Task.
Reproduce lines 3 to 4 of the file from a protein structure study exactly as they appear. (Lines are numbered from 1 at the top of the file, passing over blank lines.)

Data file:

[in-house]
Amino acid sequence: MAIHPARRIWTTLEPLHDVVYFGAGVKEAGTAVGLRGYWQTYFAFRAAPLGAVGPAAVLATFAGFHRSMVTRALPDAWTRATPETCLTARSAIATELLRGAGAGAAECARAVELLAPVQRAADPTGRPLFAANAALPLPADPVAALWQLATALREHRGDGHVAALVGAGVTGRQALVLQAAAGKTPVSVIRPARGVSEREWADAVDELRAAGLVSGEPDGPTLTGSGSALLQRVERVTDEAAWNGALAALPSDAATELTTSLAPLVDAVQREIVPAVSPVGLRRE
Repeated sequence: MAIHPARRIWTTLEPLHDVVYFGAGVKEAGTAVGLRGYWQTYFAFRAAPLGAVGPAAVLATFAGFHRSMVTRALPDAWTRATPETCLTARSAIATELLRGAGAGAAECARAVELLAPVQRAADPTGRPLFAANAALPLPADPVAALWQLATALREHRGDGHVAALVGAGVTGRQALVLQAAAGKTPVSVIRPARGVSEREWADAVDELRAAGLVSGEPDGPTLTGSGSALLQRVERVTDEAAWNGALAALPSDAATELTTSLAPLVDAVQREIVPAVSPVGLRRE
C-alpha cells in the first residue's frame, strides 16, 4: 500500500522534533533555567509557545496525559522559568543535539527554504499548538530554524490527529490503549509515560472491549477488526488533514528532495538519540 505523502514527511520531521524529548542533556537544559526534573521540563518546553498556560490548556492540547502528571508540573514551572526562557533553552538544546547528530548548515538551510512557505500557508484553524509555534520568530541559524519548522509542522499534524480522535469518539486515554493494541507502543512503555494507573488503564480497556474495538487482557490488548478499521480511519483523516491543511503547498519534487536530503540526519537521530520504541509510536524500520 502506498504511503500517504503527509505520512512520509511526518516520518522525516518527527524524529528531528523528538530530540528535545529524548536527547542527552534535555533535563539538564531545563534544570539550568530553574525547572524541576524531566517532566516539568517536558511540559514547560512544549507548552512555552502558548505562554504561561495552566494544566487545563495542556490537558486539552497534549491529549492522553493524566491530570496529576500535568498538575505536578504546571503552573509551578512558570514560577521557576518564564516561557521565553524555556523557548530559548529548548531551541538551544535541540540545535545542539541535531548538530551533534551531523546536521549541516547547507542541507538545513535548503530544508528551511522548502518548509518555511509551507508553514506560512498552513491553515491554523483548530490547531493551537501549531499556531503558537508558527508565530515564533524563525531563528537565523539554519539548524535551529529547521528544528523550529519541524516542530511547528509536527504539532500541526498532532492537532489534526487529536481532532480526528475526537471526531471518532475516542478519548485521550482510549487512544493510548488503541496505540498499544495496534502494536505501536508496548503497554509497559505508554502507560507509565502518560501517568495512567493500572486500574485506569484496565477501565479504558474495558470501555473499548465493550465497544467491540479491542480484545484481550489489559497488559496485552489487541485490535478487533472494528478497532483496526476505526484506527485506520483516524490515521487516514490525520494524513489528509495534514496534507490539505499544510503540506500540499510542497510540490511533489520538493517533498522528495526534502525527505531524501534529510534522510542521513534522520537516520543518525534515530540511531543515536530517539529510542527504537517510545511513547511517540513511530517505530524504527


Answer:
Repeated sequence: MAIHPARRIWTTLEPLHDVVYFGAGVKEAGTAVGLRGYWQTYFAFRAAPLGAVGPAAVLATFAGFHRSMVTRALPDAWTRATPETCLTARSAIATELLRGAGAGAAECARAVELLAPVQRAADPTGRPLFAANAALPLPADPVAALWQLATALREHRGDGHVAALVGAGVTGRQALVLQAAAGKTPVSVIRPARGVSEREWADAVDELRAAGLVSGEPDGPTLTGSGSALLQRVERVTDEAAWNGALAALPSDAATELTTSLAPLVDAVQREIVPAVSPVGLRRE
C-alpha cells in the first residue's frame, strides 16, 4: 500500500522534533533555567509557545496525559522559568543535539527554504499548538530554524490527529490503549509515560472491549477488526488533514528532495538519540 505523502514527511520531521524529548542533556537544559526534573521540563518546553498556560490548556492540547502528571508540573514551572526562557533553552538544546547528530548548515538551510512557505500557508484553524509555534520568530541559524519548522509542522499534524480522535469518539486515554493494541507502543512503555494507573488503564480497556474495538487482557490488548478499521480511519483523516491543511503547498519534487536530503540526519537521530520504541509510536524500520 502506498504511503500517504503527509505520512512520509511526518516520518522525516518527527524524529528531528523528538530530540528535545529524548536527547542527552534535555533535563539538564531545563534544570539550568530553574525547572524541576524531566517532566516539568517536558511540559514547560512544549507548552512555552502558548505562554504561561495552566494544566487545563495542556490537558486539552497534549491529549492522553493524566491530570496529576500535568498538575505536578504546571503552573509551578512558570514560577521557576518564564516561557521565553524555556523557548530559548529548548531551541538551544535541540540545535545542539541535531548538530551533534551531523546536521549541516547547507542541507538545513535548503530544508528551511522548502518548509518555511509551507508553514506560512498552513491553515491554523483548530490547531493551537501549531499556531503558537508558527508565530515564533524563525531563528537565523539554519539548524535551529529547521528544528523550529519541524516542530511547528509536527504539532500541526498532532492537532489534526487529536481532532480526528475526537471526531471518532475516542478519548485521550482510549487512544493510548488503541496505540498499544495496534502494536505501536508496548503497554509497559505508554502507560507509565502518560501517568495512567493500572486500574485506569484496565477501565479504558474495558470501555473499548465493550465497544467491540479491542480484545484481550489489559497488559496485552489487541485490535478487533472494528478497532483496526476505526484506527485506520483516524490515521487516514490525520494524513489528509495534514496534507490539505499544510503540506500540499510542497510540490511533489520538493517533498522528495526534502525527505531524501534529510534522510542521513534522520537516520543518525534515530540511531543515536530517539529510542527504537517510545511513547511517540513511530517505530524504527